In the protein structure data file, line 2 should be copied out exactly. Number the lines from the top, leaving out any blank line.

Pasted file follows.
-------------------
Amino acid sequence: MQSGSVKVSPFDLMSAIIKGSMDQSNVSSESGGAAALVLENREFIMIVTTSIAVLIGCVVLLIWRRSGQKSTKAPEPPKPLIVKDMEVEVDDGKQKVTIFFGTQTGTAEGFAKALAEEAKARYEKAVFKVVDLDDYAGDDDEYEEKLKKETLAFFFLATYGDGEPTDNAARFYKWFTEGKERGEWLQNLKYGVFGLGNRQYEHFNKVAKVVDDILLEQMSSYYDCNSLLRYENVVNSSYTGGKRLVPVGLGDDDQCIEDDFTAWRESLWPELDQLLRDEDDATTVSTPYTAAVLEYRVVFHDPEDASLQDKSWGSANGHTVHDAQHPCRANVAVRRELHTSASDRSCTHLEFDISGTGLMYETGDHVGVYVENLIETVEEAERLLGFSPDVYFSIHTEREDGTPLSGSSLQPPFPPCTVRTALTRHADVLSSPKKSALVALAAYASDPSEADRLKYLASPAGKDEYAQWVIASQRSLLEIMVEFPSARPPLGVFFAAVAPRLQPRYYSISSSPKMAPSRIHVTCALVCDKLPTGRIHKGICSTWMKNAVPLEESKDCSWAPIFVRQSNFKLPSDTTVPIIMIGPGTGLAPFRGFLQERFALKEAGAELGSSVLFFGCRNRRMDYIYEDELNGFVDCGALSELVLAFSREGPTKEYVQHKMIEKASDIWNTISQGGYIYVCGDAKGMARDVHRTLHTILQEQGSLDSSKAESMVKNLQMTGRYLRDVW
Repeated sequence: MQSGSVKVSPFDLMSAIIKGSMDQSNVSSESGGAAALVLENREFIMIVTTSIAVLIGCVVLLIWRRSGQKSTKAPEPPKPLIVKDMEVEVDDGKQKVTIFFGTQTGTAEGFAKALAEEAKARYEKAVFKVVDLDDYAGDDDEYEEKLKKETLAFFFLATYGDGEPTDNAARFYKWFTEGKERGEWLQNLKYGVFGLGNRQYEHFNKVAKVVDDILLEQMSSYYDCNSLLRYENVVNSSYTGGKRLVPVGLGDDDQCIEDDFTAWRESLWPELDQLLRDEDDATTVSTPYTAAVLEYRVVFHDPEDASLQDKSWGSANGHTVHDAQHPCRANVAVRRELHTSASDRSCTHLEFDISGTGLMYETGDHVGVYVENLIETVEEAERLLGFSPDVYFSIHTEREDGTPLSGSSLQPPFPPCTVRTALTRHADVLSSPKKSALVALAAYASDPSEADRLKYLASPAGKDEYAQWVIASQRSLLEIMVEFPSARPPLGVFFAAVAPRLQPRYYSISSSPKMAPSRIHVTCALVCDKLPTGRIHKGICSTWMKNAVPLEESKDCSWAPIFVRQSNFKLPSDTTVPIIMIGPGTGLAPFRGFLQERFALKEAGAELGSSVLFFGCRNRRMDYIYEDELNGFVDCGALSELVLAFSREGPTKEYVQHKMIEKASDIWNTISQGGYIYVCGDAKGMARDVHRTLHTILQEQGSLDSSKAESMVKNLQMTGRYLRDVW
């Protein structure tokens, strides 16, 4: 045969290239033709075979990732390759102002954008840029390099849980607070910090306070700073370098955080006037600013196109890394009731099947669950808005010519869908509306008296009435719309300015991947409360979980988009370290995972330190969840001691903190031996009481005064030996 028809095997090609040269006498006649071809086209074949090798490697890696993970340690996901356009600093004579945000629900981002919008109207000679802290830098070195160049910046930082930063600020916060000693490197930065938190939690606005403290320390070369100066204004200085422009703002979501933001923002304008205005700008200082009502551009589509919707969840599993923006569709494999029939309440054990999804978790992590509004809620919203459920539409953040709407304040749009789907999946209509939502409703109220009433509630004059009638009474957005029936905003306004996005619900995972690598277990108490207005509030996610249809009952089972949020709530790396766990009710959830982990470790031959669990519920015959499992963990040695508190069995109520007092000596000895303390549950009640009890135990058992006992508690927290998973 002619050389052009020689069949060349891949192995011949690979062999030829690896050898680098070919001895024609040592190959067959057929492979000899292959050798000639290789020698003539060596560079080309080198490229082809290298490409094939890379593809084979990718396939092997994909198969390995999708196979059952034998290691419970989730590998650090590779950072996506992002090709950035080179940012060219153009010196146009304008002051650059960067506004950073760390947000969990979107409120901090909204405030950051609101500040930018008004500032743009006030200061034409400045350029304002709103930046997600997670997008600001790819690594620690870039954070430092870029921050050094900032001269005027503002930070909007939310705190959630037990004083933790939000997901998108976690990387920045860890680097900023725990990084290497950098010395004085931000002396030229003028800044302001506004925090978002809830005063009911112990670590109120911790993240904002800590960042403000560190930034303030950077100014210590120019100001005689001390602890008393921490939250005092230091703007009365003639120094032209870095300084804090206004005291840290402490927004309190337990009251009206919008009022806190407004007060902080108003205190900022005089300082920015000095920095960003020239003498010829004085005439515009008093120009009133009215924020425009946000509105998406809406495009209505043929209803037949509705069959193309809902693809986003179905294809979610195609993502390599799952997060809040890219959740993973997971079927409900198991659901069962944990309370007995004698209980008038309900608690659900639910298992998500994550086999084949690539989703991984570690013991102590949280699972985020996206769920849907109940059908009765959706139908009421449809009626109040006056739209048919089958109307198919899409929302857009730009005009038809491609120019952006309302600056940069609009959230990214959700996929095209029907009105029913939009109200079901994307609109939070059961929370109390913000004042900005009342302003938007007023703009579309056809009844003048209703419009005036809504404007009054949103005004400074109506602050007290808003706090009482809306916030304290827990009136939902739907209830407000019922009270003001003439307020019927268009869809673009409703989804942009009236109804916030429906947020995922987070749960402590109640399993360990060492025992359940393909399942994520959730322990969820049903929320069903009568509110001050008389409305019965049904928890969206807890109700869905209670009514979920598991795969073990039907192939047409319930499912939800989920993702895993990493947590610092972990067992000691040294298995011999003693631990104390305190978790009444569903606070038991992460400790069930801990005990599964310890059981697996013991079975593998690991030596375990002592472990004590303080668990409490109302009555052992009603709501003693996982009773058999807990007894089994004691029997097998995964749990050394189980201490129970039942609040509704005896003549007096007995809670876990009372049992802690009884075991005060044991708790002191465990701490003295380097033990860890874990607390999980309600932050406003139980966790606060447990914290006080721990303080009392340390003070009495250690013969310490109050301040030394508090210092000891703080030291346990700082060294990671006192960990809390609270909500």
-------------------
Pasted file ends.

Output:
Repeated sequence: MQSGSVKVSPFDLMSAIIKGSMDQSNVSSESGGAAALVLENREFIMIVTTSIAVLIGCVVLLIWRRSGQKSTKAPEPPKPLIVKDMEVEVDDGKQKVTIFFGTQTGTAEGFAKALAEEAKARYEKAVFKVVDLDDYAGDDDEYEEKLKKETLAFFFLATYGDGEPTDNAARFYKWFTEGKERGEWLQNLKYGVFGLGNRQYEHFNKVAKVVDDILLEQMSSYYDCNSLLRYENVVNSSYTGGKRLVPVGLGDDDQCIEDDFTAWRESLWPELDQLLRDEDDATTVSTPYTAAVLEYRVVFHDPEDASLQDKSWGSANGHTVHDAQHPCRANVAVRRELHTSASDRSCTHLEFDISGTGLMYETGDHVGVYVENLIETVEEAERLLGFSPDVYFSIHTEREDGTPLSGSSLQPPFPPCTVRTALTRHADVLSSPKKSALVALAAYASDPSEADRLKYLASPAGKDEYAQWVIASQRSLLEIMVEFPSARPPLGVFFAAVAPRLQPRYYSISSSPKMAPSRIHVTCALVCDKLPTGRIHKGICSTWMKNAVPLEESKDCSWAPIFVRQSNFKLPSDTTVPIIMIGPGTGLAPFRGFLQERFALKEAGAELGSSVLFFGCRNRRMDYIYEDELNGFVDCGALSELVLAFSREGPTKEYVQHKMIEKASDIWNTISQGGYIYVCGDAKGMARDVHRTLHTILQEQGSLDSSKAESMVKNLQMTGRYLRDVW